The Japanese whale hunt in the Southern Ocean is always controversial in Australia. But, as predicted earlier this week, the political and public heat around the issue has escalated further in the aftermath of the ramming and subsequent sinking of the Ady Gil – a small trimaran – from the Sea Shepherd fleet, by a security ship from the whaling fleet.
Most Australians are anti-whaling – a stance supported by all political parties, including the government and the main Opposition party – and the widely available video evidence of the collision has only entrenched that view. The pressure on the Australian government to ‘do something’ is stronger than ever. The same situation can also be said to apply in New Zealand, where the Ady Gil was registered and where many of its crew are from. The public squabbling by supporters of either side about the levels of responsibility for the collision will do little other then keep the issue boiling along.
The Australian government has been forced by the public pressure to publicly state a deadline of June before they decide on whether to take legal action against the whaling, depending on whether or not “substantial progress” has been made in diplomatic efforts to get Japan to end whaling. As the opening words in this piece from the Courier-Mail demonstrates, this is being reported as the Australian government giving the Japanese government “until June to agree to abandon future whale hunts or Australia will take action in the international court.”
This is not actually what Environment Minister Peter Garrett actually said – he said if they “don’t see substantial progress having taken place (by June)… then the question of legal action will be firmly in front of us, and the Government will be in a position to make a decision.” While this form of words is designed to provide some wiggle room, the only message the public will hear is that the Government will take court at the end of June if the Japanese government doesn’t agree to stop whaling – which of course they are not going to do.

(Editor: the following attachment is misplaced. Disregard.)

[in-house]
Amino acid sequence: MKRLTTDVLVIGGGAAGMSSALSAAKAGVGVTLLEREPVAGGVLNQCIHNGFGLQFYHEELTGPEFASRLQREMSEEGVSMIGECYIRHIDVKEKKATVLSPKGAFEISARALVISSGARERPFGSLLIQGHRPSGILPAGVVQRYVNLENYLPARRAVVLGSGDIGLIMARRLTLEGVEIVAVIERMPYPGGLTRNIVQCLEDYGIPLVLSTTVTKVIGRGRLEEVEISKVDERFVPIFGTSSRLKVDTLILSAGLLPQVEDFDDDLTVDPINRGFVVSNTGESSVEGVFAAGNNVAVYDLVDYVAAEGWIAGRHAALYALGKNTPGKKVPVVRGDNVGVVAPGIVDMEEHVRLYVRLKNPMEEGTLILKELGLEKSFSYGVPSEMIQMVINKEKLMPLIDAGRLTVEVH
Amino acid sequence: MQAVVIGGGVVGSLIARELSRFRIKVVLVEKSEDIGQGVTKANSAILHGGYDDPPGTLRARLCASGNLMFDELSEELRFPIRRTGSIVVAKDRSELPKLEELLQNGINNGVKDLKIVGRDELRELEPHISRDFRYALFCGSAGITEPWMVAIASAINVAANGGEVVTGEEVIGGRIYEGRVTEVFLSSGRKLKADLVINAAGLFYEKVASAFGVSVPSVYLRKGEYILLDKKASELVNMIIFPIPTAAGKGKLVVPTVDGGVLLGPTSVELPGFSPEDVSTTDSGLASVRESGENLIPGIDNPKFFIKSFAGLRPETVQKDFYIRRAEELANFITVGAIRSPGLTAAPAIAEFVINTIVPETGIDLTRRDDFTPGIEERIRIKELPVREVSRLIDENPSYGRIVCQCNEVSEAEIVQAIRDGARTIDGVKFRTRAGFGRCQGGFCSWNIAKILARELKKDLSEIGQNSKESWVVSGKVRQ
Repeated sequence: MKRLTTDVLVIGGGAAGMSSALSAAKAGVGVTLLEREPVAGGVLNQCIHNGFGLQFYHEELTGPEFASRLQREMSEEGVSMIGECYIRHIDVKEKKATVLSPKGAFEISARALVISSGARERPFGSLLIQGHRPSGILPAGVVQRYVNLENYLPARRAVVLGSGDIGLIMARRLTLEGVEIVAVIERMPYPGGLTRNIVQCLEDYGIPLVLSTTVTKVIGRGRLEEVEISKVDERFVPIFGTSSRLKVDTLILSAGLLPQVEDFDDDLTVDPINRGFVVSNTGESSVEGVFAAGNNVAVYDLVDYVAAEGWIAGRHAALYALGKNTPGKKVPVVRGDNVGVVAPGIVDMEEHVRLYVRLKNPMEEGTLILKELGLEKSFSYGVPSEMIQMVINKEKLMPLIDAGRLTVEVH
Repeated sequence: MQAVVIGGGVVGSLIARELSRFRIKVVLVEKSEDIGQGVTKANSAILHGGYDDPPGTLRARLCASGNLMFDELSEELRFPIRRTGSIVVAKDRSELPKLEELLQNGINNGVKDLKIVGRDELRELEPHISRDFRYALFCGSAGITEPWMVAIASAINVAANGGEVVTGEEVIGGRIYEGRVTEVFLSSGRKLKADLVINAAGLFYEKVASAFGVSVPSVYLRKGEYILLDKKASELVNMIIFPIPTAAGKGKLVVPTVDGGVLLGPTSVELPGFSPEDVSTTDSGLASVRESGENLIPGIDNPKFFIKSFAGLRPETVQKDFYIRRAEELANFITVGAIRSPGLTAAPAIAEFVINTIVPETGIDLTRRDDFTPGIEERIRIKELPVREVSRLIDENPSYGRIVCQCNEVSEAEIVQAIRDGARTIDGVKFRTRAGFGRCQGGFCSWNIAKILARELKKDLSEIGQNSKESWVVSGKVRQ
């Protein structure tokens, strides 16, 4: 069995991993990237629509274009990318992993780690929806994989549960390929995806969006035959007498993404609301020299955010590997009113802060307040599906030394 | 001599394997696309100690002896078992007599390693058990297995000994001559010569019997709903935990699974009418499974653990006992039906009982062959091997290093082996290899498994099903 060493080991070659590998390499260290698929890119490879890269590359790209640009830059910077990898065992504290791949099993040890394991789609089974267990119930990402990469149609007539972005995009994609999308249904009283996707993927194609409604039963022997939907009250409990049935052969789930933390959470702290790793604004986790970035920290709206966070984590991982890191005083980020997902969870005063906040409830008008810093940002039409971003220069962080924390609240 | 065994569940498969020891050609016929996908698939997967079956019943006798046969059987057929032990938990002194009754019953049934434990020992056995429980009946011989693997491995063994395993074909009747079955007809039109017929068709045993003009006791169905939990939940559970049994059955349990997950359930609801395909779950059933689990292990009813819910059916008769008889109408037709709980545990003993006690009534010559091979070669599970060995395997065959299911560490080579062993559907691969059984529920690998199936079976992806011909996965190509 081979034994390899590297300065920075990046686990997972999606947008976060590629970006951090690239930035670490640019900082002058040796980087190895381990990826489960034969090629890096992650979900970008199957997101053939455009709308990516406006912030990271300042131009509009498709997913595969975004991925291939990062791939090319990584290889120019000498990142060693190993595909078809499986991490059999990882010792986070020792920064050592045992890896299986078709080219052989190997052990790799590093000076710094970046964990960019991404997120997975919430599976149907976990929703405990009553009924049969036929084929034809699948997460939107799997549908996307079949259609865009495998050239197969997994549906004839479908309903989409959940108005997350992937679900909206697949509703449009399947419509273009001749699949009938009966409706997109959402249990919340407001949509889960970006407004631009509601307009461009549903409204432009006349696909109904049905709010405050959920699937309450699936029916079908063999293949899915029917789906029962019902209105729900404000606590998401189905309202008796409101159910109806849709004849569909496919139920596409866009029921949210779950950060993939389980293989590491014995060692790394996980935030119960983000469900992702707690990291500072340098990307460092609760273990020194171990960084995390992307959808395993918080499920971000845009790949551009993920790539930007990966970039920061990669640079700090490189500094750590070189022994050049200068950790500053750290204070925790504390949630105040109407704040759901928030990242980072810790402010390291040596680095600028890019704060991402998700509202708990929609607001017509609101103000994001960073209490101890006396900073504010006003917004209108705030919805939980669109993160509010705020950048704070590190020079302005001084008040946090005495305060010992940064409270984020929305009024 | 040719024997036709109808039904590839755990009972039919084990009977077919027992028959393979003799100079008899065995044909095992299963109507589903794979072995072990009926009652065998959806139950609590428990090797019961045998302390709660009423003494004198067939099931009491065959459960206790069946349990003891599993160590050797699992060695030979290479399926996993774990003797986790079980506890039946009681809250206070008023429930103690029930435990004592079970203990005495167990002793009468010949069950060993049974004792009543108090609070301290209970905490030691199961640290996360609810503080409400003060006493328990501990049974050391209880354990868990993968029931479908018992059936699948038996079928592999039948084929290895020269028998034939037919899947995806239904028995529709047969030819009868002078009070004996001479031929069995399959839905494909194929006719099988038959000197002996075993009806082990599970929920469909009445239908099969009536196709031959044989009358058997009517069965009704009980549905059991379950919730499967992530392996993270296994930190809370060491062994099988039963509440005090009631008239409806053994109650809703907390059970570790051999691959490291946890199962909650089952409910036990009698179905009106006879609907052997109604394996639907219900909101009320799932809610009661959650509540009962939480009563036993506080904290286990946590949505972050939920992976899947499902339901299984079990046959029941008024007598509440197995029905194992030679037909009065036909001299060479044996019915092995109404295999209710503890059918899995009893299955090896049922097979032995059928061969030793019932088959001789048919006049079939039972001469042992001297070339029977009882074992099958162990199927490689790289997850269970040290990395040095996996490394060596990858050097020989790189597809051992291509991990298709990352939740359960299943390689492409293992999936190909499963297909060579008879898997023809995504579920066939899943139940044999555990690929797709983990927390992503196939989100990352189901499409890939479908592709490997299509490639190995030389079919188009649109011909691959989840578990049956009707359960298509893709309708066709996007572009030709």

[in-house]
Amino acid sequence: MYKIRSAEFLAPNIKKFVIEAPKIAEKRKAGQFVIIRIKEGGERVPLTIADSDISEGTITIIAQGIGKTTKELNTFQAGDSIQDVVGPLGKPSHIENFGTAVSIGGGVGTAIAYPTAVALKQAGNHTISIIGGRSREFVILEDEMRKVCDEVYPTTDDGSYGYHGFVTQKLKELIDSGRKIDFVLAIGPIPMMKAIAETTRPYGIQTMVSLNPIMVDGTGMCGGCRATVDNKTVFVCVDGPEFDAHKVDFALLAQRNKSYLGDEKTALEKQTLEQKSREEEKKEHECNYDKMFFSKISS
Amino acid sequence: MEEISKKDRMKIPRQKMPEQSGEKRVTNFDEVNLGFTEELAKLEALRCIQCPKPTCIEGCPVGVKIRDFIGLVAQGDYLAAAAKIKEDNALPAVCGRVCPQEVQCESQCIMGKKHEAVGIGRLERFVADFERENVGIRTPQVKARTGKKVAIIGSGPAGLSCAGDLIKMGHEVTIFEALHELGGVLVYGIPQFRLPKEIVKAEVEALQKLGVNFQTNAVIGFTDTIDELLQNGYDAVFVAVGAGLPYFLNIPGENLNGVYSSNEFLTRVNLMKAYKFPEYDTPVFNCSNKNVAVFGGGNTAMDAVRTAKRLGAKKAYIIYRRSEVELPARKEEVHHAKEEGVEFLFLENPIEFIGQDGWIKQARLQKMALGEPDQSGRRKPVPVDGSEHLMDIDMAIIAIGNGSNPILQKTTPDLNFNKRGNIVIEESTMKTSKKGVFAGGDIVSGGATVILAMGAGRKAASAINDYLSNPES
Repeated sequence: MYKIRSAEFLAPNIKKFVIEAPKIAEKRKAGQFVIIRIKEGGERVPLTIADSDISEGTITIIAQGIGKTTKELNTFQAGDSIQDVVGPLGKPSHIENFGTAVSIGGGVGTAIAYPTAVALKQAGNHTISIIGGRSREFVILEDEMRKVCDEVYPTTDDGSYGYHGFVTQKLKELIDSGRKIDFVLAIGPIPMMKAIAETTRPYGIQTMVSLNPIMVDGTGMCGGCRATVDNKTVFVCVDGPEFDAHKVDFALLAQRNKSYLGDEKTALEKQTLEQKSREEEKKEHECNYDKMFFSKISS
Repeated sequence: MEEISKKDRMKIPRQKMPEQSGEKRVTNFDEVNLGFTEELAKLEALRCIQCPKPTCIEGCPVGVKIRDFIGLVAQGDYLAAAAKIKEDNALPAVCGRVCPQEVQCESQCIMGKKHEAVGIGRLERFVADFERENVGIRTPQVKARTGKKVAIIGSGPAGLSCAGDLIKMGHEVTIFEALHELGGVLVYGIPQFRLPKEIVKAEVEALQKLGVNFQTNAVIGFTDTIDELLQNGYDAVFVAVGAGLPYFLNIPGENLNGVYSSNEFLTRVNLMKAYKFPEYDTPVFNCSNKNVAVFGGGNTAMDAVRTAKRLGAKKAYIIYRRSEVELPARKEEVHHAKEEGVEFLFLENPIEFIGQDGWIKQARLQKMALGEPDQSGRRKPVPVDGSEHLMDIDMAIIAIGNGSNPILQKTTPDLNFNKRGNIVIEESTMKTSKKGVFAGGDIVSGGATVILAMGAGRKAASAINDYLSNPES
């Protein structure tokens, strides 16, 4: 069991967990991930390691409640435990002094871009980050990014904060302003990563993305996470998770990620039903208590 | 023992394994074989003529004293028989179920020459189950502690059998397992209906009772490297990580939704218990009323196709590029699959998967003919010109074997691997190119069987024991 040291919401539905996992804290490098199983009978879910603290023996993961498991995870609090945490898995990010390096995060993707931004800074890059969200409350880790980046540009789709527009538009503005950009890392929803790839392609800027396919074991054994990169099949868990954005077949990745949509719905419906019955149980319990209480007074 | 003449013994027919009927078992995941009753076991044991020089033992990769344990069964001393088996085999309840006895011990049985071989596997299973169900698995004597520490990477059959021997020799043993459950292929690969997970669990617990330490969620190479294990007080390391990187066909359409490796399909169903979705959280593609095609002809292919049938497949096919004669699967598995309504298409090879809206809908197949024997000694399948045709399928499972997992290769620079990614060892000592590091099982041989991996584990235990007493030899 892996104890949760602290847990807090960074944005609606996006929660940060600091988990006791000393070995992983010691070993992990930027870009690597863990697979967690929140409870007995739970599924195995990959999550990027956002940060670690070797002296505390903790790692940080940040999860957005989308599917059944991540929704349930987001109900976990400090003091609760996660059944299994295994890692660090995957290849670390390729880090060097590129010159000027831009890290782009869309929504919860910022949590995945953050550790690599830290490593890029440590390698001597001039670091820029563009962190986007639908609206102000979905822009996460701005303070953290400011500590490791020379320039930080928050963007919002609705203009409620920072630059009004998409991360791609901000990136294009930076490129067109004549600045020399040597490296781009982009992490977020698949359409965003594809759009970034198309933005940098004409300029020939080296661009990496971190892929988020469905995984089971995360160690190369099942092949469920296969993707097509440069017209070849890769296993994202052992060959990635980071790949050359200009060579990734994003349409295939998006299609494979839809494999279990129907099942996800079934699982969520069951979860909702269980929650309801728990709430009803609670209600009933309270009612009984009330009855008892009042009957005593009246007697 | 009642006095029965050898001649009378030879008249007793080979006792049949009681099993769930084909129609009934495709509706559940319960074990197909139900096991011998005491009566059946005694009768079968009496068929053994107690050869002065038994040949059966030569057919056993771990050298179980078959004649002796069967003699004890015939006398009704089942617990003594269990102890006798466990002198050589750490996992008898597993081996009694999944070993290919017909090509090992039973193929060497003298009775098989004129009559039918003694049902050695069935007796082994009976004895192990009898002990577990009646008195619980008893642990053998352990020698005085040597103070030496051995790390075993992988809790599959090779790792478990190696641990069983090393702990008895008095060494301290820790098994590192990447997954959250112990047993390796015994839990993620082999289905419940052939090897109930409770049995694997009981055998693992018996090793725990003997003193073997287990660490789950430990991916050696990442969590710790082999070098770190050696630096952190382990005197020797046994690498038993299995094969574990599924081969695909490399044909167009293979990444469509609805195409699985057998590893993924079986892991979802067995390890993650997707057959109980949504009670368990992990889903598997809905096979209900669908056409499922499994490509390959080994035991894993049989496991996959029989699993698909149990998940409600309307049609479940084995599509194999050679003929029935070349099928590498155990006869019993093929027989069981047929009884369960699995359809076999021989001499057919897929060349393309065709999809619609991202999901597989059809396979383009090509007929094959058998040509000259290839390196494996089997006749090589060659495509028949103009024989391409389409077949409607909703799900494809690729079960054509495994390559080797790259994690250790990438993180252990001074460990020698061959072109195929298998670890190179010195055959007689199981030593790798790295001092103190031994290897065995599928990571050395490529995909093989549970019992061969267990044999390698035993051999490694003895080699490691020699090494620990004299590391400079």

It was always virtually certain that the Japanese would continue to ignore calls to stop or even to reduce whaling, and it is more certain than ever now. But this statement makes it far from certain that the Australian government will decide to take legal when this fact has been demonstrated in June at the next meeting of the International Whaling Convention.
However, if there is no move to initiate legal action, the heat will be turned up even more on the Australian government and public support for those who are prepared to action – that is, the folks from the Sea Shepherd – will probably grow even more.
Meanwhile, the Tony Abbott led Liberals – who are normally more likely to be complaining about the government being too close to the environmentalists – are slamming the government’s response as “gutless” and demanding the government “submit court action papers and give Japan until 30 June to end whaling.”
This media statement by Greg Hunt, the Opposition’s environment spokesperson, last June shows that they were already demanding court action back then. It also contains a handy list of some of the previous commitments by the current government to do this, including comments by Kevin Rudd, when he was in Opposition back in 2005, calling on the then conservative government to initiate court action.
Calls from government Ministers in both Australia and New Zealand for both the whalers and the conservationists to ‘show restraint’ will continue to be ignored by both sides. It is far too late for that. As the Sea Shepherd leader, Paul Watson, says whenever there are calls for restraint from the Australian government:
“We’re not going to restrain ourselves from protecting these whales and we’re not going to restrain ourselves from upholding international conservation law. The Government has shown so much restraint over the years they have done absolutely nothing.”
This last sentence really is the key one.
The disputes over this issue have been going for many years, but there is little doubt it will become more volatile than ever over the rest of this year, which is of course also an election year.
(the original version of this piece was first published at Asian Correspondent)
ELSEWHERE: These two pieces provide some more useful bacground:
– This one from the website of The Australian newspaper provides some background to the perspective of the new Japanese government;
– This one from the website of The Guardian newspaper provides some background to the history and attitude of Paul Watson, the founder of Sea Shepherd.